The economics of sport

03 Jun 2016

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PwC study seeks to benchmark Olympic medals tally

With the 2016 Olympic Games in Rio de Janeiro fast approaching, speculation turns once again to how many medals each country will win. So PwC economists have stepped up to the starting blocks to produce some benchmarks against which performance at the 2016 Olympics can be measured.

The following economic and political factors were found to be statistically significant in explaining the number of medals won by each country at previous Olympic Games:

  • Size of economies (measured by GDP at purchasing power parity (PPP) exchange rates)
  • Performance in the previous two Olympic Games
  • Whether the country is host nation

In general, the number of medals won increases with the population and economic wealth of the country; but there are exceptions like Jamaica and Kenya. Jamaica, for example, is projected to win 0.4 medals in Rio for every $bn of GDP, while the same ratio is only around 0.02 for the UK and Russia, and around 0.005-0.006 for the US and China.

“David can sometimes beat Goliath in the Olympic arena, although superpowers like the US and China continue to dominate the top of the medals table,” says PwC chief economist John Hawksworth.

“Our experts, who have been preparing such estimates since 2000, based their forecast model on economic and political factors. We in Hungary are more confident about the number of Hungarian medals, and expect to rank higher than 18th place in the medal table,” added Zoltán Katona, Senior Manager at PwC Hungary’s Advisory practice.

In the extract below, our model estimates the top 12 medal-winning countries in Rio compared to London 2012 – for the full table of 30 countries see later in the release.

Country

Model estimate of medal total in Rio 2016

Medal total in London 2012

Difference

1. US

108

103

+5

2. China

98

88

+10

3. Russia

70

81

-11

4. Great Britain

52

65

-13

5. Germany

40

44

-4

6. Australia

35

35

0

7. France

34

34

0

8. Japan

33

38

-5

9. South Korea

27

28

-1

10. Italy

26

28

-2

11. Brazil

25

17

+8

12. Ukraine

20

20

0

Past Olympic performance is important, reflecting the stronger sporting traditions in some countries, and the level of government funding for Olympic sports. Adds John Hawksworth: “We can see this effect at work in China recently, where state support contributed greatly to their Olympic success in Beijing and London.”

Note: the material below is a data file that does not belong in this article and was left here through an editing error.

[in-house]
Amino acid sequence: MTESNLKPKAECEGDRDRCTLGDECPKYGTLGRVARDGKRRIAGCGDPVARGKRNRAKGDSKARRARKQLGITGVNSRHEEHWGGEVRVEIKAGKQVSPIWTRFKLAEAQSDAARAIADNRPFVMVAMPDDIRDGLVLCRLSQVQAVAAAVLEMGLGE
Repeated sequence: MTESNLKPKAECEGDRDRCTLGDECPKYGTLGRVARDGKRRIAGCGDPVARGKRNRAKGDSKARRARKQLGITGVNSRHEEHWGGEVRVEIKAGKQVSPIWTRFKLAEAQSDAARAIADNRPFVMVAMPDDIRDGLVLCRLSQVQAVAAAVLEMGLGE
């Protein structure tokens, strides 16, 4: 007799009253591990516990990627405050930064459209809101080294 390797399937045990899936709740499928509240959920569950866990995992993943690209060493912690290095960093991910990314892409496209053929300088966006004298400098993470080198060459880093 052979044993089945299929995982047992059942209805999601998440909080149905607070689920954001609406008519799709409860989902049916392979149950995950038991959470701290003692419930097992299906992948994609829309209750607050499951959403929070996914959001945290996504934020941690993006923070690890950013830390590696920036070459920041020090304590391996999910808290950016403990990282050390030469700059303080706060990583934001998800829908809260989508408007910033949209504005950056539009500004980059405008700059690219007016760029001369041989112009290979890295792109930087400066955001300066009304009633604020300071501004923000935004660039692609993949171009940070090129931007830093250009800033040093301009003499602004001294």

Some of the more interesting conclusions to be drawn from the PwC model are:

  • The model suggests that once again, the US will head the table, capturing a few more medals than in London. China will again be in second place in the table.
  • Now it is no longer the host country, Great Britain may find it difficult to match its exceptional performance in London 2012 – though the PwC model suggests it should remain as high as fourth in the medal table. This reflects the success of carefully targeted government support in Britain that focuses on the strongest medal contenders.
  • Host nations generally ‘punch above their weight’ at the Olympics, which bodes well for the Brazil team in Rio, despite the country’s recent economic problems. The model projects they could win around 25 medals in Rio, up from 17 in London.
  • Of the under-performing nations relative to population and GDP, the model still suggests that India leads the way; though if it achieves the model target of 12 medals in Rio, this would be double the haul the country achieved in the London Olympics.
  • All models are subject to margins of error and can never take full account of the human factor of exceptional individual performances.

Country

Model estimate of medal total in Rio 2016

Medal total in London 2012

Difference

1. USA

108

103

+5

2. China

98

88

+10

3. Russia

701

81

-11

4. Great Britain

52

65

-13

5. Germany

40

44

-4

6. Australia

35

35

0

7. France

34

34

0

8. Japan

33

38

-5

9. South Korea

27

28

-1

10. Italy

26

28

-2

11. Brazil

25

17

+8

12. Ukraine

20

20

0

13. Canada

17

18

-1

14. Netherlands

17

20

-3

15. Spain

17

17

0

16. Cuba

16

15

+1

17. Belarus

13

12

+1

18. Hungary

13

18

-5

19. India

12

6

+6

20. Kazakhstan

12

13

-1

21. Kenya

11

11

0

22. Jamaica

10

12

-2

23. New Zealand

10

13

-3

24. Poland

10

10

0

25. Iran

8

12

-4

26. Romania

8

9

-1

27. Azerbaijan

8

10

-2

28. Czech Republic

8

10

-2

29. Denmark

7

9

-2

30. Turkey

7

5

+2

Top 30 total medals

771

801

-30

Other countries

190

160

+30

Total medals

961

961

0

Note: the table shows rounded medal estimates from the model, but the country rankings reflect unrounded model estimates.

Source: PricewaterhouseCoopers model estimates using data for actual medals won in London 2012 that takes accounts of medals reallocated after the Games (e.g. due to drug use violations) where a firm decision has been made on this by the Olympic authorities as of late May 2016. For the sake of comparability, we assume the same total number of medals are awarded in Rio as in in London.

  1. This assumes Russian track and field athletes being allowed to compete in Rio. An IAAF decision on this is due on 17th June. If Russian athletes are not able to compete, this will have a material impact on the medal totals of other countries, and we may issue an updated set of projections in that event.
  2. Model estimates of Rio 2016 Olympics medal totals as compared to London 2012 results
  3. The information in this press release is drawn from the full study produced by the UK firm of PwC entitled Economic Briefing Paper: Modelling Olympic Games performance. This paper updates similar studies published at around the time of the 2000, 2004, 2008 and 2012 Olympics.

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